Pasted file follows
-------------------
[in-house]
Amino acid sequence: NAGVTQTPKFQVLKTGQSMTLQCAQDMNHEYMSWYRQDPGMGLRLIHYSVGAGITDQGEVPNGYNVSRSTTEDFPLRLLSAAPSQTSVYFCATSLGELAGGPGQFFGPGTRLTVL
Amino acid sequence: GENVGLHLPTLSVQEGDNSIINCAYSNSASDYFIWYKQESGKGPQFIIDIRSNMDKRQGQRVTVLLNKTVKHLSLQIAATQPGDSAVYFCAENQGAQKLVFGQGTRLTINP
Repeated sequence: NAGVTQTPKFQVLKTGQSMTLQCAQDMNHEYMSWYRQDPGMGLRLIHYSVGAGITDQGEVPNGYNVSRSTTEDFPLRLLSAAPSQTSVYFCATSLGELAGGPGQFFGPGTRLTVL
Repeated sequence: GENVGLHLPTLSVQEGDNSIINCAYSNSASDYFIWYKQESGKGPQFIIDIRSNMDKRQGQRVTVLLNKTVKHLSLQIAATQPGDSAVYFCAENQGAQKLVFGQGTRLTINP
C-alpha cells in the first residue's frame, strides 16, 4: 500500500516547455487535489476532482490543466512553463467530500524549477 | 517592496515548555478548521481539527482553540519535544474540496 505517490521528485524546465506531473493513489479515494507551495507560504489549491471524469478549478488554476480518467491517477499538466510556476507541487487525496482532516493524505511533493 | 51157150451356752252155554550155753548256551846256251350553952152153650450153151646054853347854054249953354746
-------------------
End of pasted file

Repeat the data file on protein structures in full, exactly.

[in-house]
Amino acid sequence: NAGVTQTPKFQVLKTGQSMTLQCAQDMNHEYMSWYRQDPGMGLRLIHYSVGAGITDQGEVPNGYNVSRSTTEDFPLRLLSAAPSQTSVYFCATSLGELAGGPGQFFGPGTRLTVL
Amino acid sequence: GENVGLHLPTLSVQEGDNSIINCAYSNSASDYFIWYKQESGKGPQFIIDIRSNMDKRQGQRVTVLLNKTVKHLSLQIAATQPGDSAVYFCAENQGAQKLVFGQGTRLTINP
Repeated sequence: NAGVTQTPKFQVLKTGQSMTLQCAQDMNHEYMSWYRQDPGMGLRLIHYSVGAGITDQGEVPNGYNVSRSTTEDFPLRLLSAAPSQTSVYFCATSLGELAGGPGQFFGPGTRLTVL
Repeated sequence: GENVGLHLPTLSVQEGDNSIINCAYSNSASDYFIWYKQESGKGPQFIIDIRSNMDKRQGQRVTVLLNKTVKHLSLQIAATQPGDSAVYFCAENQGAQKLVFGQGTRLTINP
C-alpha cells in the first residue's frame, strides 16, 4: 500500500516547455487535489476532482490543466512553463467530500524549477 | 517592496515548555478548521481539527482553540519535544474540496 505517490521528485524546465506531473493513489479515494507551495507560504489549491471524469478549478488554476480518467491517477499538466510556476507541487487525496482532516493524505511533493 | 51157150451356752252155554550155753548256551846256251350553952152153650450153151646054853347854054249953354746